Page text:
The pacing of this book is perfect. The characters suck you in right away and make you care about them. The suspense makes you want to turn pages as fast as possible. But under all of it, is a deep heart. The Soulkeepers is a book that makes you think.
I was unfamiliar with G.P. Ching until I read The Soulkeepers and since then I’ve cyber stalked her in the most friendly way. I’ve also signed up for her newsletter. I’m pretty darned convinced that Genevieve is a brilliant writer and marketer. I can see why traditionally published authors would be jealous. But this woman is also a class act. G.P. Ching is full of grace and friendly advice for writers and teens alike.
I’ve been excited to read The Counterfeit Family Tree of Vee Crawford-Wong, by debut author L. Tam Holland, ever since I saw it listed in the Stanford alumni magazine. You might even say I had outrageously high expectations for the book. Luckily, Holland did not disappoint! The Counterfeit Family Tree of Vee Crawford-Wong is hysterically funny, tense in all of the right moments, and poignant, especially at the end.
Vee Crawford-Wong is half Texan, half Chinese, and that’s about as much as he knows about his personal identity. His mom and dad refuse to tell him one tidbit of information about where they come from. On the rare occasions when his dad does say something about China, it’s usually something about American Chinese food. Vee’s mom tells him more about their 2005 Toyota named Fanny, then about her aging parents in Ding Dong Texas.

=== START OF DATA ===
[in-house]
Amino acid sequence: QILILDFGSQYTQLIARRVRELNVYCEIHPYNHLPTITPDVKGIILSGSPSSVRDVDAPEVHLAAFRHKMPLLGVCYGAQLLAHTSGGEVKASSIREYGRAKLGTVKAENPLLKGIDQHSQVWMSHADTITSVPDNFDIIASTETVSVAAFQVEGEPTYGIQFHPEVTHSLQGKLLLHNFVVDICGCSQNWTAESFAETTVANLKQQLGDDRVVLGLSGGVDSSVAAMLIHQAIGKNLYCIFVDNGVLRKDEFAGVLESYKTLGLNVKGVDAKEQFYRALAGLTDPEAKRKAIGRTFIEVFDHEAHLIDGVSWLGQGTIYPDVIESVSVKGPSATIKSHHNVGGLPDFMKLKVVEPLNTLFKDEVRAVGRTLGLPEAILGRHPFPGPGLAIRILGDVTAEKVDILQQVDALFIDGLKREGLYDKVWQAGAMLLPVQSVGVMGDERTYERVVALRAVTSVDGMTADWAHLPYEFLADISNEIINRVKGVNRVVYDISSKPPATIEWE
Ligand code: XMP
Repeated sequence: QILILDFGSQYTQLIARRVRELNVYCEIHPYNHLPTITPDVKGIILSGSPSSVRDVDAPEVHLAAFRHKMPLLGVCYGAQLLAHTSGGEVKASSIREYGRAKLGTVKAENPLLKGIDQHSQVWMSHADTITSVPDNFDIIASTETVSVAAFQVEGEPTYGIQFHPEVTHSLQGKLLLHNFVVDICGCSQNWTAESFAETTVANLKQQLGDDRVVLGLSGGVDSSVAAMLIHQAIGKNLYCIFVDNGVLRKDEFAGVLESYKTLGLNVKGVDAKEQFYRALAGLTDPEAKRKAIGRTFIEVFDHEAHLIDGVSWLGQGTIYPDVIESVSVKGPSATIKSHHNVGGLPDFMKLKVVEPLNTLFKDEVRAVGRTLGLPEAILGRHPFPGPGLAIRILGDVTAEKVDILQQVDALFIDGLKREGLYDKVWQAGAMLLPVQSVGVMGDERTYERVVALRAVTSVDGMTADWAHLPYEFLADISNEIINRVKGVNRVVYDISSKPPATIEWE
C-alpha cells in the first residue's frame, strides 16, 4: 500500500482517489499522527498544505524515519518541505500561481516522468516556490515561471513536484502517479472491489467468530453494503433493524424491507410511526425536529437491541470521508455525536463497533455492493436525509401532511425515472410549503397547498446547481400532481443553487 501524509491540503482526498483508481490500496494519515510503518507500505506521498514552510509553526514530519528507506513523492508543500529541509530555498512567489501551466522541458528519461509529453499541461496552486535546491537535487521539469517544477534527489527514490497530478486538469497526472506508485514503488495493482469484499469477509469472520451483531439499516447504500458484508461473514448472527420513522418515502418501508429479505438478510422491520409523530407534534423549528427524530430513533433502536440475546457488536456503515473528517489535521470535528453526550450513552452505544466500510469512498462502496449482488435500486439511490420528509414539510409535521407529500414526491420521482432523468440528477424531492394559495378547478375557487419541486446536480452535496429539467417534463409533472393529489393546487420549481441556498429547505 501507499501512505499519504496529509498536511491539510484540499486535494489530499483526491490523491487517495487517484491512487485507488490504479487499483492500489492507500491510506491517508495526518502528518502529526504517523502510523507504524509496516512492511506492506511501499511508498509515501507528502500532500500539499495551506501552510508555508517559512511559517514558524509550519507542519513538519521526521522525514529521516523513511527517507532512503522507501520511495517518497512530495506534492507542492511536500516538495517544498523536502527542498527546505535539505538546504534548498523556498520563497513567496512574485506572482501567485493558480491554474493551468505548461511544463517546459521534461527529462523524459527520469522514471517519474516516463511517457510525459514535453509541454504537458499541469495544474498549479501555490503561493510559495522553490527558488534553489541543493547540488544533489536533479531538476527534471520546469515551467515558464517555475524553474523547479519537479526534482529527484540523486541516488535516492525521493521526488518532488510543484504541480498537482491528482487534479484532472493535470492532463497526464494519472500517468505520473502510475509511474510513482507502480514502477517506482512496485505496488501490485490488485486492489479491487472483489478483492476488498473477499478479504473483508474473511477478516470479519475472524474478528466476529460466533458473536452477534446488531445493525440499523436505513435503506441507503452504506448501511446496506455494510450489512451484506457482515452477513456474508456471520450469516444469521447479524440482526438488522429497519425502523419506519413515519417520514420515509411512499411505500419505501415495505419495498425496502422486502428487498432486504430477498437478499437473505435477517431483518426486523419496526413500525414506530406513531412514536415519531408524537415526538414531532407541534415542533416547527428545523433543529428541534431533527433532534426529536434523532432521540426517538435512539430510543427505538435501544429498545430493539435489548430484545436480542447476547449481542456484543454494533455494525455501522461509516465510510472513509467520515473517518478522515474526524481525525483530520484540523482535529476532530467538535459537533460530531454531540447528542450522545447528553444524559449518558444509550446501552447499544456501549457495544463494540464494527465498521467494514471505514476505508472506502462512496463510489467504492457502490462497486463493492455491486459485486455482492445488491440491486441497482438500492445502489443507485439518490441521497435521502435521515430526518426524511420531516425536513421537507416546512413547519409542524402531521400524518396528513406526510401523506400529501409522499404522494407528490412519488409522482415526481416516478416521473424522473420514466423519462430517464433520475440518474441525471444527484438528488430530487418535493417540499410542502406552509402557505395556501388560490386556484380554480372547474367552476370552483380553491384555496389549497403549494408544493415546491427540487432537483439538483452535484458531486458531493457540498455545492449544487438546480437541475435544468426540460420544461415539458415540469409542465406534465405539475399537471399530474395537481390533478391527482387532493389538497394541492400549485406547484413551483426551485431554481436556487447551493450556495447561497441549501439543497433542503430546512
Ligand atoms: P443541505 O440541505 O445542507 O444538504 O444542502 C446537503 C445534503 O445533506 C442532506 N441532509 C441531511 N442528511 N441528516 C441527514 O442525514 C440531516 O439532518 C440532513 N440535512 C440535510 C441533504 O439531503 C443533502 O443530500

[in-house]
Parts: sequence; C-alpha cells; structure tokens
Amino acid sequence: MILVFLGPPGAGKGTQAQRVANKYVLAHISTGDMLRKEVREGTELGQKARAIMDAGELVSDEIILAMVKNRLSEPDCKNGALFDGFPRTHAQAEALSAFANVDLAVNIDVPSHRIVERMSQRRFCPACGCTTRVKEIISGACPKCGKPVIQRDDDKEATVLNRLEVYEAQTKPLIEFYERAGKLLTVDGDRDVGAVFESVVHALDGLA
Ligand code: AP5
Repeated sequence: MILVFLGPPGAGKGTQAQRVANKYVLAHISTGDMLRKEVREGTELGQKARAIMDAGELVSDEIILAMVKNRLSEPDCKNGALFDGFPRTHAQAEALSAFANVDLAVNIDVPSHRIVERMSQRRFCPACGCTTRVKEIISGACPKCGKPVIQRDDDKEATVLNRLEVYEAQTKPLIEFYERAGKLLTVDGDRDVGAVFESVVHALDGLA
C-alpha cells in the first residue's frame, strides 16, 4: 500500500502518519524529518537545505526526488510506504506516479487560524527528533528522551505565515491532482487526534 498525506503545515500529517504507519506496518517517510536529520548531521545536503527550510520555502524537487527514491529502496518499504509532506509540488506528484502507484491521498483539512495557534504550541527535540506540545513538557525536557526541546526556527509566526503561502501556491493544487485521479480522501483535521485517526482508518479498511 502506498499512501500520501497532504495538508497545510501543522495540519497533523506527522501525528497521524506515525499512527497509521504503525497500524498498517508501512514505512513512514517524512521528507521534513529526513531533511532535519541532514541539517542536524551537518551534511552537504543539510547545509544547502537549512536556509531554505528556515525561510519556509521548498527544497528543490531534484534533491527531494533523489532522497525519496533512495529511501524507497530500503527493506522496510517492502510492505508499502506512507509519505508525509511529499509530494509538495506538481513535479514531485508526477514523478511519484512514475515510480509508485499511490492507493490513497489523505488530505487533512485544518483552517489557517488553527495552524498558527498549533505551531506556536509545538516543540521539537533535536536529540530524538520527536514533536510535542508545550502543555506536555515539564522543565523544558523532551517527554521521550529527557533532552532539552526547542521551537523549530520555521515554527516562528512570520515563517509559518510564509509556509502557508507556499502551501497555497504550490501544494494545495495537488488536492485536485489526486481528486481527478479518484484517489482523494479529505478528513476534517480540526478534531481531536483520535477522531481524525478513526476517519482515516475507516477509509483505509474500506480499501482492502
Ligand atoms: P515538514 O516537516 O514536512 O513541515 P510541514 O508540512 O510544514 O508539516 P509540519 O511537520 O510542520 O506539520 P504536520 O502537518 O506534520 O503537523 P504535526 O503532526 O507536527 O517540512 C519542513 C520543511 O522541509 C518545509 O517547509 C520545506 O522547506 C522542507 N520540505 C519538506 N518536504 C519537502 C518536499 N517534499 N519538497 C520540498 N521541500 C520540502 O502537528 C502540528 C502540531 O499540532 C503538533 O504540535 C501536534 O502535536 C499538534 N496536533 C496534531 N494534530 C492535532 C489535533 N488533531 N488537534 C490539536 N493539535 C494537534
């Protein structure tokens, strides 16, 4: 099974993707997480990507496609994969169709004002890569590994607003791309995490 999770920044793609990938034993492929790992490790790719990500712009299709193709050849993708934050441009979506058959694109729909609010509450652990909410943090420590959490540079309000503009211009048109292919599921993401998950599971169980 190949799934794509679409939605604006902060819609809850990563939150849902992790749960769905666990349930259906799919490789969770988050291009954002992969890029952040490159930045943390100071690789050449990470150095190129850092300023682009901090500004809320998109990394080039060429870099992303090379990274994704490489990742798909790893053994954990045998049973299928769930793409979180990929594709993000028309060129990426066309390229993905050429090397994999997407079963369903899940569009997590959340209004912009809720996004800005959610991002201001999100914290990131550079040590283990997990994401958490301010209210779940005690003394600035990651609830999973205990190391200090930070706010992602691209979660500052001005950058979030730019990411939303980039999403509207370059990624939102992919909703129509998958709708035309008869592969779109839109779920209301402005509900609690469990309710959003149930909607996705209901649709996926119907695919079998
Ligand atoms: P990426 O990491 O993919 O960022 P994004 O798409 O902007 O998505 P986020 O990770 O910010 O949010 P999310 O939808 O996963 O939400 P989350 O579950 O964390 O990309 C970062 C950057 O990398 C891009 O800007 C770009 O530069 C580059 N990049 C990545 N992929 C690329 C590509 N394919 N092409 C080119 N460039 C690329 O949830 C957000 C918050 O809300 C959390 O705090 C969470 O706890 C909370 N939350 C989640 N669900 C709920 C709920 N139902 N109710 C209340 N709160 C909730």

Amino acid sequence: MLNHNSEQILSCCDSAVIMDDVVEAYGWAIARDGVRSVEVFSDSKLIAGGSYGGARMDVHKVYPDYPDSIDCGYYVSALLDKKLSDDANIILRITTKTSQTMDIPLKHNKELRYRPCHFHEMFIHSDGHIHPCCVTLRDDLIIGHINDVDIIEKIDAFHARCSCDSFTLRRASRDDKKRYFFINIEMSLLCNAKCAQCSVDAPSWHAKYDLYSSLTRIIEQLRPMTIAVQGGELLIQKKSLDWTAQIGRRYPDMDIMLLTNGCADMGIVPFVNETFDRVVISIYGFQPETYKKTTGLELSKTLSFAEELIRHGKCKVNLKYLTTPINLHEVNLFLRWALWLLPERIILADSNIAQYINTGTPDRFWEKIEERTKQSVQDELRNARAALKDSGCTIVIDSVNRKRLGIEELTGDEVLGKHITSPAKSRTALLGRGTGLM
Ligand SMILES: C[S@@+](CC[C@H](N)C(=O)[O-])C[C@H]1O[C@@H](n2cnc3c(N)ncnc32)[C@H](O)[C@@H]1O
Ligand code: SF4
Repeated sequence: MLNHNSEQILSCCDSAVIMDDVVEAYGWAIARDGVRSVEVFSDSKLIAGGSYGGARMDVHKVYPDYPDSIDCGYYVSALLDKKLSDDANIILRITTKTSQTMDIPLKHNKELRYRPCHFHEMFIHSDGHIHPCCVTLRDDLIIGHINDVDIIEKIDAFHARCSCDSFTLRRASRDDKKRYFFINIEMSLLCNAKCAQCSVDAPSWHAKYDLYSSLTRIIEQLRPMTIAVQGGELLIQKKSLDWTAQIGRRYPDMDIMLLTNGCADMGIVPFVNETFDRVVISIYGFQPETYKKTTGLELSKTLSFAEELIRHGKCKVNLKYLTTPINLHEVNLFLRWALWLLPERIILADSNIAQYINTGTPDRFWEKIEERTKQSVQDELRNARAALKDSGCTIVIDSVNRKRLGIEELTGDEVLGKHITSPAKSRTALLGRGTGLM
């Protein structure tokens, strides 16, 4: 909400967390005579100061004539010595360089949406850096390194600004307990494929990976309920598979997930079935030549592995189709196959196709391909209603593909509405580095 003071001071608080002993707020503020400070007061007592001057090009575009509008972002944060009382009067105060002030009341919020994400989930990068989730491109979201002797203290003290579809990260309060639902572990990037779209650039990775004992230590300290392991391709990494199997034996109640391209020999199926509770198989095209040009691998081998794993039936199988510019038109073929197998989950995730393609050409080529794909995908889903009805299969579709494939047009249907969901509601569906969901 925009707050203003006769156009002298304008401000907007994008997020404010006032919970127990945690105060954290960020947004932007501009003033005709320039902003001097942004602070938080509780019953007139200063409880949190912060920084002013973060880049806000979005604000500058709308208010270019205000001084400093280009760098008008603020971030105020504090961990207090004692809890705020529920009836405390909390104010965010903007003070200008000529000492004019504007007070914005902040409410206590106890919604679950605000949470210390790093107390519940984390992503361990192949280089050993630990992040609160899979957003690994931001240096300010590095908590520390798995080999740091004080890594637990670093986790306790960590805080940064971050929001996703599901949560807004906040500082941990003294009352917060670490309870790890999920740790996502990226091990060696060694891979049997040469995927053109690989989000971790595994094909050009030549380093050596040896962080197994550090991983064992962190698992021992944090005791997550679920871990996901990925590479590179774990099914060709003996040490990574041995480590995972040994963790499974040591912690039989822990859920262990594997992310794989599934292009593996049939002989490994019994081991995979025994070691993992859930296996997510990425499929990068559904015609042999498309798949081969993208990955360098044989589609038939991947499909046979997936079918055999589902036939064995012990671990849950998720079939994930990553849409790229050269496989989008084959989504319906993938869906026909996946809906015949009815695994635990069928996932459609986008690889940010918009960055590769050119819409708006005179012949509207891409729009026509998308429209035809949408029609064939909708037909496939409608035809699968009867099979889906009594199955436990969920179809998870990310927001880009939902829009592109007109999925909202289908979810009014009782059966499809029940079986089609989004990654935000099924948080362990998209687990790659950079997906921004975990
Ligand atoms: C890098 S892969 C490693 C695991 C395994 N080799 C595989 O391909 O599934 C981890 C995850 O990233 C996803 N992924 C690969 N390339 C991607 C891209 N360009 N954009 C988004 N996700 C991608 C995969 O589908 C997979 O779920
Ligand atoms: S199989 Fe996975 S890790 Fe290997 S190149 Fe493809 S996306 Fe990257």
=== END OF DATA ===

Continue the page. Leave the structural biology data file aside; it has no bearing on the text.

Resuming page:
When Vee’s history teacher makes the class write a five page paper about their ancestry, Vee makes a bunch of stuff up. One lie leads to another and soon the Crawford-Wong family is headed towards China and a truth that nobody wants to reveal.
This book is rich enough for a ninth grade English class–if the parents don’t complain about all the almost-sex scene. The Counterfeit Family Tree of Vee Crawford-Wong also has something missing from a lot of YA bookshelves these days, a non-white main character.